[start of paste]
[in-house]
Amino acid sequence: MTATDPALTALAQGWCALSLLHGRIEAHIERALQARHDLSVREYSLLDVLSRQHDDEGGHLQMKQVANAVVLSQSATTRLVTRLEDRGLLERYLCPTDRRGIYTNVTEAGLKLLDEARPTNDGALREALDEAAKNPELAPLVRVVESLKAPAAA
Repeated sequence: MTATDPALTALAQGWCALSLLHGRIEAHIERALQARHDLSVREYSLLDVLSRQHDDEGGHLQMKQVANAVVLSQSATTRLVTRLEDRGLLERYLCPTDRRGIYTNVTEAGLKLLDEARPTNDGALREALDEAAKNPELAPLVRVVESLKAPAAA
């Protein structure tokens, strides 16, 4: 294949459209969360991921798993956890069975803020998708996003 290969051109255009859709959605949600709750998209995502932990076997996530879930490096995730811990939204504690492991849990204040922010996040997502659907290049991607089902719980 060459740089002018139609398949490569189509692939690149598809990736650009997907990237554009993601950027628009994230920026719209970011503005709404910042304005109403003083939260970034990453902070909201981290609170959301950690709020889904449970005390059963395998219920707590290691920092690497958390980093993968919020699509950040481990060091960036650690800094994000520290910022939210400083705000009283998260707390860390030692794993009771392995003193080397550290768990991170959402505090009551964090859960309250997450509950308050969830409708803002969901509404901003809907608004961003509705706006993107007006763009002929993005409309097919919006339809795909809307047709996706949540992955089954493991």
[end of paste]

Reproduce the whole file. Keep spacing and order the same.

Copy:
[in-house]
Amino acid sequence: MTATDPALTALAQGWCALSLLHGRIEAHIERALQARHDLSVREYSLLDVLSRQHDDEGGHLQMKQVANAVVLSQSATTRLVTRLEDRGLLERYLCPTDRRGIYTNVTEAGLKLLDEARPTNDGALREALDEAAKNPELAPLVRVVESLKAPAAA
Repeated sequence: MTATDPALTALAQGWCALSLLHGRIEAHIERALQARHDLSVREYSLLDVLSRQHDDEGGHLQMKQVANAVVLSQSATTRLVTRLEDRGLLERYLCPTDRRGIYTNVTEAGLKLLDEARPTNDGALREALDEAAKNPELAPLVRVVESLKAPAAA
């Protein structure tokens, strides 16, 4: 294949459209969360991921798993956890069975803020998708996003 290969051109255009859709959605949600709750998209995502932990076997996530879930490096995730811990939204504690492991849990204040922010996040997502659907290049991607089902719980 060459740089002018139609398949490569189509692939690149598809990736650009997907990237554009993601950027628009994230920026719209970011503005709404910042304005109403003083939260970034990453902070909201981290609170959301950690709020889904449970005390059963395998219920707590290691920092690497958390980093993968919020699509950040481990060091960036650690800094994000520290910022939210400083705000009283998260707390860390030692794993009771392995003193080397550290768990991170959402505090009551964090859960309250997450509950308050969830409708803002969901509404901003809907608004961003509705706006993107007006763009002929993005409309097919919006339809795909809307047709996706949540992955089954493991």